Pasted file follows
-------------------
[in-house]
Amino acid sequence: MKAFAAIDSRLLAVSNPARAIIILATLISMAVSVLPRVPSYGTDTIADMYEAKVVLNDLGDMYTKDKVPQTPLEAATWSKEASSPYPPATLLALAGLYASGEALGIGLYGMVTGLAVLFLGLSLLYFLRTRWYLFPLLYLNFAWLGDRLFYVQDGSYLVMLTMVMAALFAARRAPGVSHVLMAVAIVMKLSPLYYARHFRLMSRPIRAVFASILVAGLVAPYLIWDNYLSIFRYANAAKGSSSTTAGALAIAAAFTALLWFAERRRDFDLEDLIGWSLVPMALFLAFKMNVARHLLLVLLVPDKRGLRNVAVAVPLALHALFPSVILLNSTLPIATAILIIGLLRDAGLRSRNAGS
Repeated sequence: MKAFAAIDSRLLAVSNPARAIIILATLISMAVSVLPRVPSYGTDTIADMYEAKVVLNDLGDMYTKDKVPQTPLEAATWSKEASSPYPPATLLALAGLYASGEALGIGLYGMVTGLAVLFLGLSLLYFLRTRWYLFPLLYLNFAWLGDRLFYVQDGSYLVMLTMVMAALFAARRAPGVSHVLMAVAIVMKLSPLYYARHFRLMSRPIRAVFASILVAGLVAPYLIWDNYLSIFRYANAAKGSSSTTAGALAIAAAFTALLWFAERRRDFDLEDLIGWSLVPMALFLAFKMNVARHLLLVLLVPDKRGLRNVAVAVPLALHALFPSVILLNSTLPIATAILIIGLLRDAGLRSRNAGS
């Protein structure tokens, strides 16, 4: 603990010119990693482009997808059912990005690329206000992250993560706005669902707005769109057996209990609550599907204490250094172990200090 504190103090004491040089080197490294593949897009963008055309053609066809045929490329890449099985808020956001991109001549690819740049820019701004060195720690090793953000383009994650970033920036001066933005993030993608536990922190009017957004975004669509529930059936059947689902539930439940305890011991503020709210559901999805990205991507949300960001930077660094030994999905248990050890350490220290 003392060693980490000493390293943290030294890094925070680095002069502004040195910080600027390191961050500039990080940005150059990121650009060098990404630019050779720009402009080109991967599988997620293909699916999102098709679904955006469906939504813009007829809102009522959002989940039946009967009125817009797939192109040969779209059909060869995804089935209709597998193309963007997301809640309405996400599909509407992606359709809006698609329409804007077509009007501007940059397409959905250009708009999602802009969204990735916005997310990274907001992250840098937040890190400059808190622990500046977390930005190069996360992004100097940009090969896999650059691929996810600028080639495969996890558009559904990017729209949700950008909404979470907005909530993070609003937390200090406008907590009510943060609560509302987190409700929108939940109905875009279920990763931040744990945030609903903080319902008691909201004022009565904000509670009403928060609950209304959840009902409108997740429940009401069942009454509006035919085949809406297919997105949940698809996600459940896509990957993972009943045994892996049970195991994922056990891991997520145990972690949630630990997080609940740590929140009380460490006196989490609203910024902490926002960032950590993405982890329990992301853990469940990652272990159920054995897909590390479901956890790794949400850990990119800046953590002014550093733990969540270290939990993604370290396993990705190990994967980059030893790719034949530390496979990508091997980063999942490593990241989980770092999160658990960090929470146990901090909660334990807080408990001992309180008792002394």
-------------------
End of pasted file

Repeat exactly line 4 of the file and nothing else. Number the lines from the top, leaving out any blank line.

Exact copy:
């Protein structure tokens, strides 16, 4: 603990010119990693482009997808059912990005690329206000992250993560706005669902707005769109057996209990609550599907204490250094172990200090 504190103090004491040089080197490294593949897009963008055309053609066809045929490329890449099985808020956001991109001549690819740049820019701004060195720690090793953000383009994650970033920036001066933005993030993608536990922190009017957004975004669509529930059936059947689902539930439940305890011991503020709210559901999805990205991507949300960001930077660094030994999905248990050890350490220290 003392060693980490000493390293943290030294890094925070680095002069502004040195910080600027390191961050500039990080940005150059990121650009060098990404630019050779720009402009080109991967599988997620293909699916999102098709679904955006469906939504813009007829809102009522959002989940039946009967009125817009797939192109040969779209059909060869995804089935209709597998193309963007997301809640309405996400599909509407992606359709809006698609329409804007077509009007501007940059397409959905250009708009999602802009969204990735916005997310990274907001992250840098937040890190400059808190622990500046977390930005190069996360992004100097940009090969896999650059691929996810600028080639495969996890558009559904990017729209949700950008909404979470907005909530993070609003937390200090406008907590009510943060609560509302987190409700929108939940109905875009279920990763931040744990945030609903903080319902008691909201004022009565904000509670009403928060609950209304959840009902409108997740429940009401069942009454509006035919085949809406297919997105949940698809996600459940896509990957993972009943045994892996049970195991994922056990891991997520145990972690949630630990997080609940740590929140009380460490006196989490609203910024902490926002960032950590993405982890329990992301853990469940990652272990159920054995897909590390479901956890790794949400850990990119800046953590002014550093733990969540270290939990993604370290396993990705190990994967980059030893790719034949530390496979990508091997980063999942490593990241989980770092999160658990960090929470146990901090909660334990807080408990001992309180008792002394």